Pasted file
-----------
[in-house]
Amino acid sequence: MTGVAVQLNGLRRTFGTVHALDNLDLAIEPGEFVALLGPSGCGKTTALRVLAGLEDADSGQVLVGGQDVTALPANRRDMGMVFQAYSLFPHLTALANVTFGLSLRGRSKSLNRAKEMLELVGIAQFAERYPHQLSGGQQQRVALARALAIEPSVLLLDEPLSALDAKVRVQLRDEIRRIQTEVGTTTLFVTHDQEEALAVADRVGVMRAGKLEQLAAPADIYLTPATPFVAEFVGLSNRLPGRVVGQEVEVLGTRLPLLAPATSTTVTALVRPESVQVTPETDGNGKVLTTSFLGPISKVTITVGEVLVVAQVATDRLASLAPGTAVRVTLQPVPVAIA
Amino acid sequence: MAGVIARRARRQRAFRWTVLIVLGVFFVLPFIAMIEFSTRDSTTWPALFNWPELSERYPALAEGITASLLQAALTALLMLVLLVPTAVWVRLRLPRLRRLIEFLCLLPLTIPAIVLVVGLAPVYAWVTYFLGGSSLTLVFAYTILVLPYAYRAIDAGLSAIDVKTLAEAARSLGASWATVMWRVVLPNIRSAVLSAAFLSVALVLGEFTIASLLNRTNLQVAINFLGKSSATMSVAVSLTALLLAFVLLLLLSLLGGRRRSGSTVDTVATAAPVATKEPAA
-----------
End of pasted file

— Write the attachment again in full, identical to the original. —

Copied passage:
[in-house]
Amino acid sequence: MTGVAVQLNGLRRTFGTVHALDNLDLAIEPGEFVALLGPSGCGKTTALRVLAGLEDADSGQVLVGGQDVTALPANRRDMGMVFQAYSLFPHLTALANVTFGLSLRGRSKSLNRAKEMLELVGIAQFAERYPHQLSGGQQQRVALARALAIEPSVLLLDEPLSALDAKVRVQLRDEIRRIQTEVGTTTLFVTHDQEEALAVADRVGVMRAGKLEQLAAPADIYLTPATPFVAEFVGLSNRLPGRVVGQEVEVLGTRLPLLAPATSTTVTALVRPESVQVTPETDGNGKVLTTSFLGPISKVTITVGEVLVVAQVATDRLASLAPGTAVRVTLQPVPVAIA
Amino acid sequence: MAGVIARRARRQRAFRWTVLIVLGVFFVLPFIAMIEFSTRDSTTWPALFNWPELSERYPALAEGITASLLQAALTALLMLVLLVPTAVWVRLRLPRLRRLIEFLCLLPLTIPAIVLVVGLAPVYAWVTYFLGGSSLTLVFAYTILVLPYAYRAIDAGLSAIDVKTLAEAARSLGASWATVMWRVVLPNIRSAVLSAAFLSVALVLGEFTIASLLNRTNLQVAINFLGKSSATMSVAVSLTALLLAFVLLLLLSLLGGRRRSGSTVDTVATAAPVATKEPAA